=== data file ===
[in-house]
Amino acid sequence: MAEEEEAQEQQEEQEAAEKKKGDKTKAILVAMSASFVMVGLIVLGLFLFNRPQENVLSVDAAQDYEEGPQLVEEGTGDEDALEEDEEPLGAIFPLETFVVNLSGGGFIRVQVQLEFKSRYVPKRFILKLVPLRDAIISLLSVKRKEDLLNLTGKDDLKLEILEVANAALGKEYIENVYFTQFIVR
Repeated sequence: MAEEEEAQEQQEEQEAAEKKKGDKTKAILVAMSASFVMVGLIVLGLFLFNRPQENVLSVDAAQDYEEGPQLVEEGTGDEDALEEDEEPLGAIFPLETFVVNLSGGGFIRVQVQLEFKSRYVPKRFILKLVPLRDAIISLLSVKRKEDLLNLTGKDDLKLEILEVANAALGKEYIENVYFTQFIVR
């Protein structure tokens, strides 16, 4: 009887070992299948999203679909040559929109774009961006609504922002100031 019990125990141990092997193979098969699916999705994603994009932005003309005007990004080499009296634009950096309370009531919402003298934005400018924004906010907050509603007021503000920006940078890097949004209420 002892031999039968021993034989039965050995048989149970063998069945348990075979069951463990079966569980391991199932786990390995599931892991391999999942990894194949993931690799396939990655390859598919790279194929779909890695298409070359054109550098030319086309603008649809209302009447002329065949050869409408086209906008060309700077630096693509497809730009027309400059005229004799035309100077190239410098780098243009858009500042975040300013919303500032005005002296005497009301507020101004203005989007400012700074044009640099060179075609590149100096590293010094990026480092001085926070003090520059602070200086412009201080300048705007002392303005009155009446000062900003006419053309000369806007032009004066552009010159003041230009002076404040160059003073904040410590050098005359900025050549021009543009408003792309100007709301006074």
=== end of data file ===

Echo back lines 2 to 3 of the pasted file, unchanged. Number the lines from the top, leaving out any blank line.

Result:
Amino acid sequence: MAEEEEAQEQQEEQEAAEKKKGDKTKAILVAMSASFVMVGLIVLGLFLFNRPQENVLSVDAAQDYEEGPQLVEEGTGDEDALEEDEEPLGAIFPLETFVVNLSGGGFIRVQVQLEFKSRYVPKRFILKLVPLRDAIISLLSVKRKEDLLNLTGKDDLKLEILEVANAALGKEYIENVYFTQFIVR
Repeated sequence: MAEEEEAQEQQEEQEAAEKKKGDKTKAILVAMSASFVMVGLIVLGLFLFNRPQENVLSVDAAQDYEEGPQLVEEGTGDEDALEEDEEPLGAIFPLETFVVNLSGGGFIRVQVQLEFKSRYVPKRFILKLVPLRDAIISLLSVKRKEDLLNLTGKDDLKLEILEVANAALGKEYIENVYFTQFIVR